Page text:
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World Class Guests at a World Class Facility When you're the King of All Media, your birthday party is a royal event. So when Howard Stern chose to celebrate his 60th Birthday Bash at New York City's Hammerstein Ballroom-part of the Manhattan Center, located at 311 West 34th Street-on the night of January 31, an array of topnotch production staff went into action to ensure that everything ran smoothly.
The crowd inside the Hammerstein Ballroom-and those listening to the live broadcast on SiriusXM Satellite Radio-were delighted with Howard, his cast of regulars, and a galaxy of guests ranging from Rob Zombie to George Takei, Jimmy Kimmel, The Black Keys, Joan Rivers, Jon Bon Jovi, Adam Levine and dozens more.
But behind the scenes, the quality of the production was just as brilliant. This was all the more impressive given the scale of the event, which involved an unusually complex mix of musical performances, interviews by Howard, and comedy. Topping it all off, the production staff had only two days to pull it off: one setup day and the show day.
Key to producing the show was Manhattan Center Productions' state-of-the-art TV 2 which is fully interconnected with the Hammerstein Ballroom. "From TV 2, production staff controlled the dozens of high-definition video monitors arrayed around the Ballroom and the bar areas for the benefit of the audience, along with four server channels," says Marvin Williams, Director of Engineering and Operations at Manhattan Center Productions. In addition to three green rooms for the performers, says Williams, TV 2 provided eight Ikegami cameras that recorded all the action.. (SiriusXM staff prepared a "best moments" reel for the E! cable network.) All the stage lighting was also controlled from TV 2, as well as the intercom system. TV 2 also handled the manipulation (or "switching") of the sophisticated LED screens involved in the show.
A distinct recording studio , known as Studio 7, was also instrumental to the event's success. This studio houses a unique custom-modified Neve VR 96-channel console recording to 5.1 surround on a Pro Tools HD Accel system, or to any of a variety of digital or analog multitrack tape formats. Wired directly to record or mix sound from the Hammerstein Ballroom and its counterpart the Grand Ballroom, Studio 7 has seen the birth of countless one-of-a-kind performances, including film scores, classical recordings, broadcasts and telethons. One person with a firsthand appreciation of Studio 7's appeal is Darren Moore, the Chief Audio Engineer of Manhattan Center Productions. "The acoustics are top-notch," Moore says. "We love the artists who come through these doors, so we make sure they have the best experience possible." Joel Scheuneman, Chief Tech at Manhattan Center Productions, adds, "Inside this facility, engineers recorded the sound for the entire Howard Stern event, and mixed the musical performances."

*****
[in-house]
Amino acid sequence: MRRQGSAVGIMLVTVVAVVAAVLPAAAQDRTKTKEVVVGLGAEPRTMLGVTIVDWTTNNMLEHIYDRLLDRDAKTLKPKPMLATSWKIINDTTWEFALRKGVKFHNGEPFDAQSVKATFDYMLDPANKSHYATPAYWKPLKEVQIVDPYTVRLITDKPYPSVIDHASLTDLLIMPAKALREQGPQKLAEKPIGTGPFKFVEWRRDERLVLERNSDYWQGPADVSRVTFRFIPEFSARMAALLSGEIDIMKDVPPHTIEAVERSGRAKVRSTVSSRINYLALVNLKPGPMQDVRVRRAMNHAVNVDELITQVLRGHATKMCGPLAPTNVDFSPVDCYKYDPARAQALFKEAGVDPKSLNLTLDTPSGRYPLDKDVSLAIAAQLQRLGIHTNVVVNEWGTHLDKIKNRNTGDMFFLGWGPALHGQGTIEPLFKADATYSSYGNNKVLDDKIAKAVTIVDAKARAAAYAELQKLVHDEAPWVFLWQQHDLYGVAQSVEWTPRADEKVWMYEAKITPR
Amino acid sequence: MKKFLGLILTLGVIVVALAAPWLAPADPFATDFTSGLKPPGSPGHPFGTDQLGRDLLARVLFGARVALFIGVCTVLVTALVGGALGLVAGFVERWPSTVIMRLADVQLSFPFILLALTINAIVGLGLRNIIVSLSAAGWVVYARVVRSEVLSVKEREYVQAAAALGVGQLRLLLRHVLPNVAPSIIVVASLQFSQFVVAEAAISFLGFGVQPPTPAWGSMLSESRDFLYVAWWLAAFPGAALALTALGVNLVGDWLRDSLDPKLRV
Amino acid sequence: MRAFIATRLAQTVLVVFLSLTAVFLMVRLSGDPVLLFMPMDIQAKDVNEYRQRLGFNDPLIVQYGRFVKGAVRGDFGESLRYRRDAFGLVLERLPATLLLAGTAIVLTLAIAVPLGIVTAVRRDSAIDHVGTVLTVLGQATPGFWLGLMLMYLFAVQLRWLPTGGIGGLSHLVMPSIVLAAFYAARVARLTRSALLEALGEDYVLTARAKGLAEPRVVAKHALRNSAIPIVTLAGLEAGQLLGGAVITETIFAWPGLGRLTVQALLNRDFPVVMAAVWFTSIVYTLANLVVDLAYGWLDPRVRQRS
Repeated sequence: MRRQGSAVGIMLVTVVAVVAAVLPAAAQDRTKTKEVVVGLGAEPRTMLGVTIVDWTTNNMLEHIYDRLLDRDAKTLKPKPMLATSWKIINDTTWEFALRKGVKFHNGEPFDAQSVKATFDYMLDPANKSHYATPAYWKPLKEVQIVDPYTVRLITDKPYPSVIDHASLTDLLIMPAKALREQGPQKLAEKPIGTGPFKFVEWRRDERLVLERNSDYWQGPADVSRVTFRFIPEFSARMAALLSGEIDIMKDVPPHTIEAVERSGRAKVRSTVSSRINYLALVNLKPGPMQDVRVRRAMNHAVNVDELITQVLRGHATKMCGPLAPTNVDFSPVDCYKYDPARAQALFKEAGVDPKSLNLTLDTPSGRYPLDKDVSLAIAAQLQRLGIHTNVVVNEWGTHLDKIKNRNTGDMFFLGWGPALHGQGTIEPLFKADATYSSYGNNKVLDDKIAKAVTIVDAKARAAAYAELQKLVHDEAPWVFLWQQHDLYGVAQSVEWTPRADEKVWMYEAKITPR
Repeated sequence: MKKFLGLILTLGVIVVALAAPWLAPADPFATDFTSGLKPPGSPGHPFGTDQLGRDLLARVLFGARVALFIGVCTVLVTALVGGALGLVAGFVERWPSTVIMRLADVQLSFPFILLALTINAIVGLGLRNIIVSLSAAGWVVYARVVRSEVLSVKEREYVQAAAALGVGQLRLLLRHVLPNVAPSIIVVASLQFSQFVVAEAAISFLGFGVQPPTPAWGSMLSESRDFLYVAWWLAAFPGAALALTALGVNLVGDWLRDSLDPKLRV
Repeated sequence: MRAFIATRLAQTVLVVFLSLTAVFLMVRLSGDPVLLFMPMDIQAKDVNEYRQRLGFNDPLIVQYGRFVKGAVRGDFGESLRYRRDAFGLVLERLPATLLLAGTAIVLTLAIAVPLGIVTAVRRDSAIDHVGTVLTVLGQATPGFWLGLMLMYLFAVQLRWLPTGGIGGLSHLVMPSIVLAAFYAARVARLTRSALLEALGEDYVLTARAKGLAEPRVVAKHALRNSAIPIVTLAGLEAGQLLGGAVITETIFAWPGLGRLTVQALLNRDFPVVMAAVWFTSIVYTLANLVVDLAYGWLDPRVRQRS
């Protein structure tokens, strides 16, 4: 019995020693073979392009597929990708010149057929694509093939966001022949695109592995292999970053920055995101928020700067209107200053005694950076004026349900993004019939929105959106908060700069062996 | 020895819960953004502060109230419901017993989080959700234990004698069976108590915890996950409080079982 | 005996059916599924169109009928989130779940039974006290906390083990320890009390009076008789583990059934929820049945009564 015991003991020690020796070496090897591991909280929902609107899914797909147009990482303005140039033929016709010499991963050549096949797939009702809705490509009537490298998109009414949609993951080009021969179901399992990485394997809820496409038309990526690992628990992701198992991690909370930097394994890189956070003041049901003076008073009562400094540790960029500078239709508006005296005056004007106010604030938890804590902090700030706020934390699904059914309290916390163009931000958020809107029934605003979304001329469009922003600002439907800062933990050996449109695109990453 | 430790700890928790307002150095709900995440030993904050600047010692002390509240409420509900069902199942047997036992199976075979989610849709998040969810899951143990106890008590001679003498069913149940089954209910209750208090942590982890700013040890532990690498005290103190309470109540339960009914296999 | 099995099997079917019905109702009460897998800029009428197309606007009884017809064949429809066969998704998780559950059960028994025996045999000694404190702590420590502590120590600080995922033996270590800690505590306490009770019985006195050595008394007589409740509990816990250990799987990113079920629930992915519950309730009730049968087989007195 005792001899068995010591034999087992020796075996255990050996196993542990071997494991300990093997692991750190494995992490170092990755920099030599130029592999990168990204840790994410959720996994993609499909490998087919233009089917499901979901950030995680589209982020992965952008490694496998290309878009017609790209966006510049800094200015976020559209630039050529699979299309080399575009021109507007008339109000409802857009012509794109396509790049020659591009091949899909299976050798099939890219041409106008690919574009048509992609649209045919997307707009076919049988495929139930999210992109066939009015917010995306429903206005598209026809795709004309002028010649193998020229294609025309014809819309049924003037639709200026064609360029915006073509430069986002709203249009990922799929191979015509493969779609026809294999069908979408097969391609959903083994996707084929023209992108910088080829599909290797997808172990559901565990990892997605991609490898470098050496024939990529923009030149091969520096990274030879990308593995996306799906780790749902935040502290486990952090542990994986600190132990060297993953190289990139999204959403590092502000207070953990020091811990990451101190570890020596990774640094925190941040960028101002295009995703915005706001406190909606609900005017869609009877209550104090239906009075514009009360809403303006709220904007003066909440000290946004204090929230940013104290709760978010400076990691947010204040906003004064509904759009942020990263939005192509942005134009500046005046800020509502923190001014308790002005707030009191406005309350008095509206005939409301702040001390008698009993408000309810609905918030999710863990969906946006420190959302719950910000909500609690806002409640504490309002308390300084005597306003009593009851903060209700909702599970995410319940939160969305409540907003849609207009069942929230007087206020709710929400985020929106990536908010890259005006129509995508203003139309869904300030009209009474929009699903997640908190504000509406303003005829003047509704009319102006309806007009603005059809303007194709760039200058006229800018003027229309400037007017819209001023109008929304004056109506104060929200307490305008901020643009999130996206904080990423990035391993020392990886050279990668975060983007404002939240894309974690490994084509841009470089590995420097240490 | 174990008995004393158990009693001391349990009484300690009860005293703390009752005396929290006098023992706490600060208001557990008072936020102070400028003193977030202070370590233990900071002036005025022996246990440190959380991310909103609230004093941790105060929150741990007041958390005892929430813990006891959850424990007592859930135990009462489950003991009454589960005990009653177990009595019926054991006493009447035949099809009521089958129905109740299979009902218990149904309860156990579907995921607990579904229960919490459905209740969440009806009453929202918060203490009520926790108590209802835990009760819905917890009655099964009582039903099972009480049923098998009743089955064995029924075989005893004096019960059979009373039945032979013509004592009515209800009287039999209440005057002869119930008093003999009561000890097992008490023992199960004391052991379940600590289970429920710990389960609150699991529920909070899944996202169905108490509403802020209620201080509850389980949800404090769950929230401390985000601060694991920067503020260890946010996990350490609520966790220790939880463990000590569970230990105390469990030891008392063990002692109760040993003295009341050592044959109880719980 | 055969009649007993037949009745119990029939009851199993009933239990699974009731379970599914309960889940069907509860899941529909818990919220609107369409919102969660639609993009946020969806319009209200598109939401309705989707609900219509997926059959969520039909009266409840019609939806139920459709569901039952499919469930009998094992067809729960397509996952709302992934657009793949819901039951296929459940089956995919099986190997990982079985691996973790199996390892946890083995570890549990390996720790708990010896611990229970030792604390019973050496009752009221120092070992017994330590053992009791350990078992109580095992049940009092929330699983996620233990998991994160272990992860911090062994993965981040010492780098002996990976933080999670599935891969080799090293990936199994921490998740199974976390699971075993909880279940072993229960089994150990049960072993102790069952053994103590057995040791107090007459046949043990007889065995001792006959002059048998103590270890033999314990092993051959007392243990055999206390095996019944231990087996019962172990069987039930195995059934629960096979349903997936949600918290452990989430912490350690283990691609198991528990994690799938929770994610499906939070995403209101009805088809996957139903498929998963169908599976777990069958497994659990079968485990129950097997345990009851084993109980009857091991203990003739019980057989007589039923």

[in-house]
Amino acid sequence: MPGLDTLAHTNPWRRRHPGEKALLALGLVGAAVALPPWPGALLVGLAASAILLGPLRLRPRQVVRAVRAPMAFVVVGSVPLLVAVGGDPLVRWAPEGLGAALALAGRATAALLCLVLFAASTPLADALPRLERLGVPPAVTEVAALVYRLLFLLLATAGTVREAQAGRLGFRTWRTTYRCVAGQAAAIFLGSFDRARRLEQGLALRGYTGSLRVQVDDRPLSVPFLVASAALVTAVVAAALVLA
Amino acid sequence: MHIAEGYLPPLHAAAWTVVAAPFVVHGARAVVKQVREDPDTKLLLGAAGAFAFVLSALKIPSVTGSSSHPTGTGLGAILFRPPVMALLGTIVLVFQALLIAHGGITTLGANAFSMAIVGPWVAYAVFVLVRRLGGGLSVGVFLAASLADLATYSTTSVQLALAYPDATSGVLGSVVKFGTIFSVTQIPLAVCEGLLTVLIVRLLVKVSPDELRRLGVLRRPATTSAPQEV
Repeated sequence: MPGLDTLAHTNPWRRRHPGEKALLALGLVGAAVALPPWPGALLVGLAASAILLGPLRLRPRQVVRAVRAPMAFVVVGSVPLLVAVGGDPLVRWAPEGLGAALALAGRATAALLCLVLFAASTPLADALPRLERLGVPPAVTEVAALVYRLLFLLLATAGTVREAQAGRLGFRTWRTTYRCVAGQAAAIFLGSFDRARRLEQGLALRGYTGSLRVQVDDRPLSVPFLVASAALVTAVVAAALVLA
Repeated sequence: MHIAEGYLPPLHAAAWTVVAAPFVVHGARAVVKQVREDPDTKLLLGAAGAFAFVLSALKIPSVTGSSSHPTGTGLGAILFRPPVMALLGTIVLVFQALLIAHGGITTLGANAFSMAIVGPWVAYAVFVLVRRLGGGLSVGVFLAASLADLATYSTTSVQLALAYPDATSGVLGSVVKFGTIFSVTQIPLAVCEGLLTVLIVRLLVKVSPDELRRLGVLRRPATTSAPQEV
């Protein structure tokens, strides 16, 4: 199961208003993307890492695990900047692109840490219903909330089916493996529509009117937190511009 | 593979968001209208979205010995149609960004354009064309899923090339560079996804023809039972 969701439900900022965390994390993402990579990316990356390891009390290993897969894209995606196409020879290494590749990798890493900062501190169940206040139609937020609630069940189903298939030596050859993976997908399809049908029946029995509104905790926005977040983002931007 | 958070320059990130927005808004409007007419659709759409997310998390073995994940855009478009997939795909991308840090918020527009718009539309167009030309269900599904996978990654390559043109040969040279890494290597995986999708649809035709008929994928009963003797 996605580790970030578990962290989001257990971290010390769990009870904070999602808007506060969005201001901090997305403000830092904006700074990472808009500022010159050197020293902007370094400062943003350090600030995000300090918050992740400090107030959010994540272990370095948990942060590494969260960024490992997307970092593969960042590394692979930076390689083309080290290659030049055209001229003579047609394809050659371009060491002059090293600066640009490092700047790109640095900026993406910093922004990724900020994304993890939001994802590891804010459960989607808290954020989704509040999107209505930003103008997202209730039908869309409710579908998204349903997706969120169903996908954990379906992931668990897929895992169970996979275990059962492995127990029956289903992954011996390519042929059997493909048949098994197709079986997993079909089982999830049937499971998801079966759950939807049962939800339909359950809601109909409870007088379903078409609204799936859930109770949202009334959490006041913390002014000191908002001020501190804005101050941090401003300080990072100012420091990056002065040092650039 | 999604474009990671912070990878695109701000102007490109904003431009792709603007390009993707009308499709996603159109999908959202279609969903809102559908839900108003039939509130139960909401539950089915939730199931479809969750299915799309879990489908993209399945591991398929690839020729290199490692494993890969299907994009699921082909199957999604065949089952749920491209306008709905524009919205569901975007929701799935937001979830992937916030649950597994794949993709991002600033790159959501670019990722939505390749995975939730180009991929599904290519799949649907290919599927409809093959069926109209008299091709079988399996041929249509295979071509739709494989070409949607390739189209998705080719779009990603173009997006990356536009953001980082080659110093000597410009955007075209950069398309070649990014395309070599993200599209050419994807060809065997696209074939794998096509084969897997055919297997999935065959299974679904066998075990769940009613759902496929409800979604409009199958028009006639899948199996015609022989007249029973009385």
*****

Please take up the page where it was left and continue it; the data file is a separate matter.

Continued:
"My job was made much easier by the incredible staff and top-notch studios and equipment at Manhattan Center Productions' TV 2 and Studio 7," says Carl Freed, President of Trevanna Entertainment and executive producer of the Howard Stern Birthday Bash. "Our TV team could not have been made more comfortable."
Apart from Howard Stern and his friends, the facilities at Manhattan Center continue to attract a wide variety of musical clients. This is due in part to its reputation as the ideal venue to record and mix film soundtracks and other types of productions. Take Myspace, for example. When the music-oriented social network chose to showcase live performances of today's hottest up-and-coming musical acts, it chose the "Log Cabin" facility at Manhattan Center. To date, Myspace's Live at the Log Cabin series has hosted a wide range of acts whose live performances have been posted online, ranging from Manchester, UK-based alt rock band The 1975 to American hip-hop duo Run the Jewels. Joseph Patel, VP Content & Creative at Myspace, calls the Log Cabin as a "hidden gem of a studio in the middle of Midtown Manhattan."
Even musical equipment manufacturers love the way Manhattan Center makes their products sound. Last October, when Martin Audio Ltd., a designer of leading-edge live performance systems, wanted to conduct a series of exclusive demonstrations of its award-winning MLA Compact(tm) Multi-cellular Loudspeaker Array, it set up shop inside the Grand Ballroom for a two-day special event for members of the concert industry.
Speaking of the Grand Ballroom, it's seen its share of excitement. As it turns out, the very first film score in the history of cinema-for Warner Brothers' Don Juan, which starred the legendary John Barrymore and Mary Astor-was recorded at the Grand Ballroom way back in 1926. The pioneering sound technicians of that long-ago era used Vitaphone technology-brand new at the time-to capture the sound of the New York Philharmonic Orchestra, 107 musicians strong. Then as now, the Grand Ballroom's superb acoustics have assured that this magnificent venue is perfect for music recording. This is true whether the project is a full-blown orchestral film score, a live concert or other kind of recording. The natural reverberation of the room produces a particular sound quality that defies emulation.
Thanks to all of the technical wizardry at Manhattan Center and the wizards who operated it, Howard Stern's 60th birthday was an occasion to be fondly remembered by participants and audiences alike.
Sebastian Thaler is a freelance science and
technology writer based in New York City
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